3. Australia – Australia, officially the Commonwealth of Australia, is a country comprising the mainland of the Australian continent, the island of Tasmania and numerous smaller islands. It is the worlds sixth-largest country by total area, the neighbouring countries are Papua New Guinea, Indonesia and East Timor to the north, the Solomon Islands and Vanuatu to the north-east, and New Zealand to the south-east. Australias capital is Canberra, and its largest urban area is Sydney, for about 50,000 years before the first British settlement in the late 18th century, Australia was inhabited by indigenous Australians, who spoke languages classifiable into roughly 250 groups. The population grew steadily in subsequent decades, and by the 1850s most of the continent had been explored, on 1 January 1901, the six colonies federated, forming the Commonwealth of Australia. Australia has since maintained a liberal democratic political system that functions as a federal parliamentary constitutional monarchy comprising six states. The population of 24 million is highly urbanised and heavily concentrated on the eastern seaboard, Australia has the worlds 13th-largest economy and ninth-highest per capita income. With the second-highest human development index globally, the country highly in quality of life, health, education, economic freedom. The name Australia is derived from the Latin Terra Australis a name used for putative lands in the southern hemisphere since ancient times, the Dutch adjectival form Australische was used in a Dutch book in Batavia in 1638, to refer to the newly discovered lands to the south. On 12 December 1817, Macquarie recommended to the Colonial Office that it be formally adopted, in 1824, the Admiralty agreed that the continent should be known officially as Australia. The first official published use of the term Australia came with the 1830 publication of The Australia Directory and these first inhabitants may have been ancestors of modern Indigenous Australians. The Torres Strait Islanders, ethnically Melanesian, were originally horticulturists, the northern coasts and waters of Australia were visited sporadically by fishermen from Maritime Southeast Asia. The first recorded European sighting of the Australian mainland, and the first recorded European landfall on the Australian continent, are attributed to the Dutch. The first ship and crew to chart the Australian coast and meet with Aboriginal people was the Duyfken captained by Dutch navigator, Willem Janszoon. He sighted the coast of Cape York Peninsula in early 1606, the Dutch charted the whole of the western and northern coastlines and named the island continent New Holland during the 17th century, but made no attempt at settlement. William Dampier, an English explorer and privateer, landed on the north-west coast of New Holland in 1688, in 1770, James Cook sailed along and mapped the east coast, which he named New South Wales and claimed for Great Britain. The first settlement led to the foundation of Sydney, and the exploration, a British settlement was established in Van Diemens Land, now known as Tasmania, in 1803, and it became a separate colony in 1825. The United Kingdom formally claimed the part of Western Australia in 1828. Separate colonies were carved from parts of New South Wales, South Australia in 1836, Victoria in 1851, the Northern Territory was founded in 1911 when it was excised from South AustraliaAustralia – Aboriginal rock art in the Kimberley region of Western Australia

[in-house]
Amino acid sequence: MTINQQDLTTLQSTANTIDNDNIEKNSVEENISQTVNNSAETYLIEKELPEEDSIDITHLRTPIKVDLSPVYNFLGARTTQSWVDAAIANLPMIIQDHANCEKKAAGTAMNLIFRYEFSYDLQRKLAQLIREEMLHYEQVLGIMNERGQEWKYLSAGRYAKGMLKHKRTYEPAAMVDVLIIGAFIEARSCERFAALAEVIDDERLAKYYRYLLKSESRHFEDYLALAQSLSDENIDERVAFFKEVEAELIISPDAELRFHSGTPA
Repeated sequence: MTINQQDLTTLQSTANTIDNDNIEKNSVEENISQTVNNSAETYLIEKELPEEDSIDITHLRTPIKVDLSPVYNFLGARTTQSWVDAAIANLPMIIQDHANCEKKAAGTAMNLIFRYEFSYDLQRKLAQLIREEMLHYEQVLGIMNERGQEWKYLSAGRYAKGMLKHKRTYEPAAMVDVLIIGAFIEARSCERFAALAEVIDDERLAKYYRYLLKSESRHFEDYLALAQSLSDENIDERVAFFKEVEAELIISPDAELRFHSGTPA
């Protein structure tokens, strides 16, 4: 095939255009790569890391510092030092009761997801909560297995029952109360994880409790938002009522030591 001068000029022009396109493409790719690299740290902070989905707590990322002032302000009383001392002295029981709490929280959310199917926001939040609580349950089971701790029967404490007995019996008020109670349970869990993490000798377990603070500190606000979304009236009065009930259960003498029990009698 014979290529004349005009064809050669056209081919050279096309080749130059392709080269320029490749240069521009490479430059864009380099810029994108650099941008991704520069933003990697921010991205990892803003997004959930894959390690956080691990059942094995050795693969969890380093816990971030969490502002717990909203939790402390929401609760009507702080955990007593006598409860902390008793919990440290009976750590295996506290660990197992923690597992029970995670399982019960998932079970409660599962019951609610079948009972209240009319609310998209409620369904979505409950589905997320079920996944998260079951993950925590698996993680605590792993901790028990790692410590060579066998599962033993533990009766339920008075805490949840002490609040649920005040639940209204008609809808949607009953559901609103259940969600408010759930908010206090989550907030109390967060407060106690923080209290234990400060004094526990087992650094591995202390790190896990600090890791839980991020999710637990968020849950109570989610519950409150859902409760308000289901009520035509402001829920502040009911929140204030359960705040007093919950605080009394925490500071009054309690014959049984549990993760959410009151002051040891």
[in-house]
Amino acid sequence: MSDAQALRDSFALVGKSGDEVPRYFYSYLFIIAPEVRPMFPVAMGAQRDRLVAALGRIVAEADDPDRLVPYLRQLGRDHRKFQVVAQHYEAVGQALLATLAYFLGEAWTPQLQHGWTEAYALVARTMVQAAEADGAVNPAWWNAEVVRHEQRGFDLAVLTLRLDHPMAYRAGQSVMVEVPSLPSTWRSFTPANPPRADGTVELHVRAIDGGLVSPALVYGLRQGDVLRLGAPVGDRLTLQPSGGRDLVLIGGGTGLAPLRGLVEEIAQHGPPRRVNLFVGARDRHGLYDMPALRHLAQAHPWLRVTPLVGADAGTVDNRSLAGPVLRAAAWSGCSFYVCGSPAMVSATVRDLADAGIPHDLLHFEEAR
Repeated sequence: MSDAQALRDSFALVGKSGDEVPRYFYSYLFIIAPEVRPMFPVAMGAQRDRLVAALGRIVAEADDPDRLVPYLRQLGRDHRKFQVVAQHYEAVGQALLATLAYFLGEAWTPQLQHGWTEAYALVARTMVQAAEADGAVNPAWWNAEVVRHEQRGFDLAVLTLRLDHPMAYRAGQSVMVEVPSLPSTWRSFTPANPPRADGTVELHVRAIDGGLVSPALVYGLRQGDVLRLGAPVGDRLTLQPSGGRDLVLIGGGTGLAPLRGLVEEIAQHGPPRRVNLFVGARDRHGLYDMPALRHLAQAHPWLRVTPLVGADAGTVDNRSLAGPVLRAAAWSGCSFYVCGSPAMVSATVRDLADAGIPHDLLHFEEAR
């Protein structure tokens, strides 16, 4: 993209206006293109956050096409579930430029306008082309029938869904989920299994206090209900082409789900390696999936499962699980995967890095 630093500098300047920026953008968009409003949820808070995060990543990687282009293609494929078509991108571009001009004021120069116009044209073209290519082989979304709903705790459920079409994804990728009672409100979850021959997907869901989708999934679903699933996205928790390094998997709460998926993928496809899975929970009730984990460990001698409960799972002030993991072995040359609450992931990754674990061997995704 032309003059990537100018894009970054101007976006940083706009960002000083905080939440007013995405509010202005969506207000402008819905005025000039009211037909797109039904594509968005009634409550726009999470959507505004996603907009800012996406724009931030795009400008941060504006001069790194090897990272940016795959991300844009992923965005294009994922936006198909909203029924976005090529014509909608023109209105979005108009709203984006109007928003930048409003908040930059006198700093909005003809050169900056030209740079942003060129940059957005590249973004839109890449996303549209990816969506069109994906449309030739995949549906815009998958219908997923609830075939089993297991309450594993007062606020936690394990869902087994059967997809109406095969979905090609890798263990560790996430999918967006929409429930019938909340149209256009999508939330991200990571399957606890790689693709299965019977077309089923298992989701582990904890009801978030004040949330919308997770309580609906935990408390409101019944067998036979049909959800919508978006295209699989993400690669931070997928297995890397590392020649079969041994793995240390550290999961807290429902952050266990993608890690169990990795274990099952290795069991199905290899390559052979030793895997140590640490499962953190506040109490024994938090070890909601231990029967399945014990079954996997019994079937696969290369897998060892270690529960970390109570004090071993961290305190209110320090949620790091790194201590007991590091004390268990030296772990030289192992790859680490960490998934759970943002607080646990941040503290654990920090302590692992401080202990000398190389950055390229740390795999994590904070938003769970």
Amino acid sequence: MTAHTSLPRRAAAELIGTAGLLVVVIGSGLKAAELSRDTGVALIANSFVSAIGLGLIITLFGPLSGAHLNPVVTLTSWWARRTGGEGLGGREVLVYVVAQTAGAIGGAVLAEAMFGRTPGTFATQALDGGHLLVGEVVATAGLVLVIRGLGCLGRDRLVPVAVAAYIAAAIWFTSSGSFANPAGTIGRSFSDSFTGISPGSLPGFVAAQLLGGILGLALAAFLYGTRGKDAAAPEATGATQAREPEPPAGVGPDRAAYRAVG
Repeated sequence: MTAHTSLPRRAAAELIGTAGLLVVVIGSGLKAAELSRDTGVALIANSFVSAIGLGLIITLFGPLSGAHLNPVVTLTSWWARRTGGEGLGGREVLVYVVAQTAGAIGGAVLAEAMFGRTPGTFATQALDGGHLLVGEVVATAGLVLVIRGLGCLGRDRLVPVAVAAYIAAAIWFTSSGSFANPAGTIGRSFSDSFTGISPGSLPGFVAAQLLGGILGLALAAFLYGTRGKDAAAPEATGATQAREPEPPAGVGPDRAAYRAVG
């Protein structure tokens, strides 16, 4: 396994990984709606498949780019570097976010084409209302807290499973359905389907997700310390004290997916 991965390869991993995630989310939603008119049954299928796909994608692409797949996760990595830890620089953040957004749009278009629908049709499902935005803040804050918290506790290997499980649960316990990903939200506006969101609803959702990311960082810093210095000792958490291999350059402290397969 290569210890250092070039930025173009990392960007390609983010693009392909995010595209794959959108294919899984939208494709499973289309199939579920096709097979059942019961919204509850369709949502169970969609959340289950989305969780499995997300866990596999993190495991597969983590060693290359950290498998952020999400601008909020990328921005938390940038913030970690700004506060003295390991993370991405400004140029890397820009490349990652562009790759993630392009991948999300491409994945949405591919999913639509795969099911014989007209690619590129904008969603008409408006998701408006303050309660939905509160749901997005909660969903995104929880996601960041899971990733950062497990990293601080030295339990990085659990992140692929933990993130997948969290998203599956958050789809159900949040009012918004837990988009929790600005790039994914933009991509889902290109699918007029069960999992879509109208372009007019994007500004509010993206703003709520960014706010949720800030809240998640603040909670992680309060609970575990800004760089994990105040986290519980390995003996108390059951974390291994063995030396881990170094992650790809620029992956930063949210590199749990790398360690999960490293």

4. Federated States of Micronesia – Together, the states comprise around 607 islands that cover a longitudinal distance of almost 2,700 km just north of the equator. While the FSMs total land area is small, it occupies more than 2,600,000 km2 of the Pacific Ocean. The capital is Palikir, located on Pohnpei Island, while the largest city is Weno, each of its four states is centered on one or more main high islands, and all but Kosrae include numerous outlying atolls. The Federated States of Micronesia is spread across part of the Caroline Islands in the region of Micronesia. The term Micronesia may refer to the Federated States or to the region as a whole, the FSM was formerly a part of the Trust Territory of the Pacific Islands, a United Nations Trust Territory under U. S. Other neighboring island entities, and also members of the TTPI, formulated their own constitutional governments and became the Republic of the Marshall Islands. The FSM has a seat in the United Nations, the ancestors of the Micronesians settled over four thousand years ago. A decentralized chieftain-based system eventually evolved into a centralized economic. Nan Madol, consisting of a series of artificial islands linked by a network of canals, is often called the Venice of the Pacific. European explorers—first the Portuguese in search of the Spice Islands and then the Spanish—reached the Carolines in the sixteenth century, the Spanish incorporated the archipelago to the Spanish East Indies and in the 19th century established a number of outposts and missions. In 1887, they founded the town of Santiago de la Ascension in what today is Kolonia on the island of Pohnpei, following defeat in the Spanish–American War, the Spanish sold the archipelago to Germany in 1899 under the German–Spanish Treaty of 1899. Germany incorporated it into German New Guinea, during World War I, it was captured by Japan. Following the war, the League of Nations awarded a mandate for Japan to administer the islands as part of the South Pacific Mandate, during World War II, a significant portion of the Japanese fleet was based in Truk Lagoon. In February 1944, Operation Hailstone, one of the most important naval battles of the war, took place at Truk, in which many Japanese support vessels and aircraft were destroyed. On May 10,1979, four of the Trust Territory districts ratified a new constitution to become the Federated States of Micronesia, Palau, the Marshall Islands, and the Northern Mariana Islands chose not to participate. The FSM signed a Compact of Free Association with the United States, independence was formally concluded under international law in 1990, when the United Nations officially ended the Trusteeship status pursuant to Security Council Resolution 683. The Compact was renewed in 2004, the Federated States of Micronesia is governed by the 1979 constitution, which guarantees fundamental human rights and establishes a separation of governmental powers. The unicameral Congress has fourteen members elected by popular vote, four senators—one from each state—serve four-year terms, the remaining ten senators represent single-member districts based on population, and serve two-year termsFederated States of Micronesia – Map of the Federated States of Micronesia.